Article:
This title quotes a client’s comment about the businesses he and his colleagues run at a major bank. If you add the word “quality” before pipeline, making the phrase a reality resolves most of the growth and culture problems banks face today.
After decades of bank sales training and untold millions spent on CRM systems, to a great extent something as simple and straightforward as getting more into the top of the funnel (an analog concept in a digital world) provides a major indicator of revenue growth. Sale management systems and sales training programs are worth nothing, if management fails to lever them to increase the pipeline.
Why is seeing more credit and non-credit transactions (more “at bats”) critical to revenue growth?
- The more deals going into the funnel, the more likely the result will be closed transactions and increasing revenues (simple, huh?)
- It allows for greater selectivity by the bank, allowing it to maintain better credit quality and avoid stretching loan quality to get a deal; no one deal is critical
- The bank can also avoid cutting rates and fees to “buy” a deal
- More flow reduces cross-silo bank infighting, as bankers look outside for deals rather than focusing on protecting their turf
Last but not least, the solutions-oriented activities that support building the sales funnel should demonstrate to a client that the bank has a relationship focus, enhancing the customer experience. The pipeline should emphasize winning more business with current customers
Just last week a senior banker at one of our clients said, “We need to see more transactions.” And determining why the bank is not seeing more opportunities is a primary issue for management focus. When we look at this question, we find that banks are facing one or more constraints that they need to address:
- Desk-bound bankers. These are bankers who focus on administration rather than sales. Oftentimes, they use regulatory and internal compliance requirements as an excuse for not being able to focus on selling.
- Poor job design. In many cases bank management fails to provide the support infrastructure necessary to allow the banker to focus on business development. Some banks have addressed this by creating a client or portfolio manager role. That support group concentrates on remaining “inside” to meet various needs (administration, loan renewals, new loans to current clients, etc.), allowing the bankers to focus more time on business generation.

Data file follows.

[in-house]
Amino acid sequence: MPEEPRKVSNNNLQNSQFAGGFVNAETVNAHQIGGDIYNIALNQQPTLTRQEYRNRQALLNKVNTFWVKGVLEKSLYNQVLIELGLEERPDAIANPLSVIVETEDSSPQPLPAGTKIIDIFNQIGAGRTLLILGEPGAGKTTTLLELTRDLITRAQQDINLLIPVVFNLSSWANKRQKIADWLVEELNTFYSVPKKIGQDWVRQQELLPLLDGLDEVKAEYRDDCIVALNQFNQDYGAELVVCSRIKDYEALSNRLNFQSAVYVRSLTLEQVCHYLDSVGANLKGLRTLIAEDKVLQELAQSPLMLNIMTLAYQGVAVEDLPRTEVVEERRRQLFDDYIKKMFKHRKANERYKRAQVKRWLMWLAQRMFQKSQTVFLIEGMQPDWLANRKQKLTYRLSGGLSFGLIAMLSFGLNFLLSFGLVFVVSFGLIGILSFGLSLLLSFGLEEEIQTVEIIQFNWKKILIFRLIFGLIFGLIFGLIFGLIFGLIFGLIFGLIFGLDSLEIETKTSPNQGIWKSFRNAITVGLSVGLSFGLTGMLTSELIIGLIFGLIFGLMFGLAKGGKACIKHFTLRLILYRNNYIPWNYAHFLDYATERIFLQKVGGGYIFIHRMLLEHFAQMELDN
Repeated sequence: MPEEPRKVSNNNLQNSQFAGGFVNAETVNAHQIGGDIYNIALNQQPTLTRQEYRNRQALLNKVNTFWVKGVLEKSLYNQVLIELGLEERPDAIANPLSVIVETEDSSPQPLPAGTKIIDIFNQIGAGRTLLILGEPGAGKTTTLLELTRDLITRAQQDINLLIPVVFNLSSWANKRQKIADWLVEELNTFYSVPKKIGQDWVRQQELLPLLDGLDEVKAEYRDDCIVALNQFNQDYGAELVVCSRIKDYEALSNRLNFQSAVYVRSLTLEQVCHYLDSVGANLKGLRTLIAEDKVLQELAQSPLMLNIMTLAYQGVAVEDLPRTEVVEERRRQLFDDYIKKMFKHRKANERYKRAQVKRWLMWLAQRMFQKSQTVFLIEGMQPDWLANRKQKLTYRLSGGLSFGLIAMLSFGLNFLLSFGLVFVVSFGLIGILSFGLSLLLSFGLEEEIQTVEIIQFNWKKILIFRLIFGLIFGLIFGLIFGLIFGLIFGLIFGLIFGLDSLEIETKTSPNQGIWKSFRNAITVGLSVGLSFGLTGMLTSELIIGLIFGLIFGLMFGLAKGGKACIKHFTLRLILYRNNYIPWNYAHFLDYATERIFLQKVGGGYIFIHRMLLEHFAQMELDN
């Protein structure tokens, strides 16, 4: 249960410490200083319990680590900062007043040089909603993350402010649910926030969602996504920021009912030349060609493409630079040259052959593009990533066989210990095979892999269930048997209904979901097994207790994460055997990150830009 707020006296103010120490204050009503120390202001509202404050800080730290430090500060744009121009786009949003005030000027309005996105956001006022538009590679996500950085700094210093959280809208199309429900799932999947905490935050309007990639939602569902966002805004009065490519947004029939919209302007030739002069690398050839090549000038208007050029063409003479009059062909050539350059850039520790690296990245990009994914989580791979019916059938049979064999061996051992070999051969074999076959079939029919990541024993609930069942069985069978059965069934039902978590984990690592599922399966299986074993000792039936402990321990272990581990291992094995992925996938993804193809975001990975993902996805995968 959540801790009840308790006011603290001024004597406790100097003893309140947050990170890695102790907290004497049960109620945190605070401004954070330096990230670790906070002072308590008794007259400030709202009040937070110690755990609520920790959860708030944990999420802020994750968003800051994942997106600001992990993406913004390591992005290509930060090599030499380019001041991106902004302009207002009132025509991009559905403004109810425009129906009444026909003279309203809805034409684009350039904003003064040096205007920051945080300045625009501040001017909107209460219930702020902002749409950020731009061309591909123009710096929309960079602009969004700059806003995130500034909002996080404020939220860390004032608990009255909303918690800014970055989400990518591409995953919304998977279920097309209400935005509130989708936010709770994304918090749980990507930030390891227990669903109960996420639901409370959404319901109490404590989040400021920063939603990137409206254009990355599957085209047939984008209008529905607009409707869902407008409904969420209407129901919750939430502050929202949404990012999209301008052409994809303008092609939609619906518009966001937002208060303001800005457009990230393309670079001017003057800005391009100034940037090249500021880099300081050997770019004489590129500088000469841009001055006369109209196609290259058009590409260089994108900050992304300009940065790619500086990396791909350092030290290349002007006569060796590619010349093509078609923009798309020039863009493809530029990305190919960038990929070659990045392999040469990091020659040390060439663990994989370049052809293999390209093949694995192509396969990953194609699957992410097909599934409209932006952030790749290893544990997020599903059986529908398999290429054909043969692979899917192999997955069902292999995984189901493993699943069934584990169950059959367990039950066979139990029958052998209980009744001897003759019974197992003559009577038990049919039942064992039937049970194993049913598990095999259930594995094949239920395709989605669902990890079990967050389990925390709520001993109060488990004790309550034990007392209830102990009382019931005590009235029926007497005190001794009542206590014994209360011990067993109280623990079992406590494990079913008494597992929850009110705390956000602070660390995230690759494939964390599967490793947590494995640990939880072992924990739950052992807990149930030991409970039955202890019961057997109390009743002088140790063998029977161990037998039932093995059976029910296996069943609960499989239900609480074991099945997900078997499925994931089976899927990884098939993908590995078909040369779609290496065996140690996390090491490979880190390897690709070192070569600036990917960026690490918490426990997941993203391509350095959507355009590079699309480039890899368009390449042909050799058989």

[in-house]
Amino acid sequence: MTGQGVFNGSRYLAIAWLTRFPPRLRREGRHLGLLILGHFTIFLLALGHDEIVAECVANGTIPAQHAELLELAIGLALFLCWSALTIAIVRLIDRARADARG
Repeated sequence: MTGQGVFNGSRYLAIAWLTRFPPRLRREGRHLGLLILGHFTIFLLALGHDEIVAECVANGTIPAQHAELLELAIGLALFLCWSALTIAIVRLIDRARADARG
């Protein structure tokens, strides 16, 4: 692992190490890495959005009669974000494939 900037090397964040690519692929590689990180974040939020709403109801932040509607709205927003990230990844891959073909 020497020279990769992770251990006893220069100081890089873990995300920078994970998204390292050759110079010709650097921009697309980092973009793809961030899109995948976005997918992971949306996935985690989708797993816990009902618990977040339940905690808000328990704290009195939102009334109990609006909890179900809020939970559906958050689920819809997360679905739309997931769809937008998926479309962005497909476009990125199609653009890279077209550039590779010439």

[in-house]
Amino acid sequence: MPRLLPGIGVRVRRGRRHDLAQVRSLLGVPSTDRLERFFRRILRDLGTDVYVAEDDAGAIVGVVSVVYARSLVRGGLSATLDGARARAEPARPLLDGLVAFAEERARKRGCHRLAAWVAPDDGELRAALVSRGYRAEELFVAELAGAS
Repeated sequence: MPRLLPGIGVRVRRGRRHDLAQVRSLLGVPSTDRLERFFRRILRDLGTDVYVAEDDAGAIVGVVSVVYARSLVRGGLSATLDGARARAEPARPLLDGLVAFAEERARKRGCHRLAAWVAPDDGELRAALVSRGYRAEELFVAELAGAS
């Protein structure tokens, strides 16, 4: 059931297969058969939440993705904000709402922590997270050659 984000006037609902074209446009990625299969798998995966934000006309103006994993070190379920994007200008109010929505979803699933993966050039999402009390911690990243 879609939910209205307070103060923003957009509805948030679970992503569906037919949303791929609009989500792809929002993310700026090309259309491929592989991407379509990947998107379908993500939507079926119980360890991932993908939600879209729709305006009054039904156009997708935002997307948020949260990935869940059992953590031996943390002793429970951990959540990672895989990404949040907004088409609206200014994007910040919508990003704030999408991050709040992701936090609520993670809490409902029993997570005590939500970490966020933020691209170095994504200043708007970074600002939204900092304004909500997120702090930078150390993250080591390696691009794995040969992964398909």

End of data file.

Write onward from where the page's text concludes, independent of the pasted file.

- Poor relationship with the credit group. One of the best banks I ever advised benefited from having a Chief Credit Officer who worked at a having a collegial relationship with bankers. Bankers frequently met with him informally to discuss a possible opportunity. They learned from him what the bank’s appetite was, and he learned from them market knowledge and good insights into the banker’s client needs. Unfortunately, this type of credit officer is too rare. I often hear credit people talk about bankers as if they are small children who play with matches. Some credit people act superior to the bankers, and some bankers lack an understanding of the concerns that credit must address. Both serve as recipes for failure.
- Poor upfront guidance. Frequently, bankers operate without a good understanding of what the bank will do. They may view each business loan as a new adventure, one in which they cannot know the outcome. This can lead to their frustration and, even worse, client disappointment. In one instance we know some bankers have decided not to present anything other than the simplest deals, those with a certainty to be approved. Their wariness causes their manager to believe his bank is not seeing enough bankable opportunities: “We do deals at this bank that the bankers do not think we will do.” He believes that some bankers are censuring themselves and deliberately limiting the number of opportunities they bring in.
- No regular portfolio reviews. The best banks have established a culture in which substantial deal flow is the norm. But, first, processes may need to be in place as a foundation for a “funnel culture.” Monthly reviews of current portfolios and assessing opportunities within them help to build that culture.
- Poor Team Leaders. Team Leaders need to act as sale mentors and, when necessary, push for more activity. However, they often fall into the role of bureaucrat rather than sales facilitator. Many need to roll up their sleeves and, frankly, push their bankers more aggressively.
- Insufficient incentive compensation. One banker told me that he did not pursue more loan opportunities because his incentive compensation depended largely on group and not personal performance. He actually said it was not worth his effort. Of course his attitude alone provides grounds for dismissal, but he did make the point that compensation may need to be better aligned to get improved results.
Begin by finding out why the sales funnel (whether for deposits, loans, or other areas) is not as full as it should be. Then, address the key issues. When accomplished, the results will be impressive. This is as close to a “secret sauce” for success that I can offer.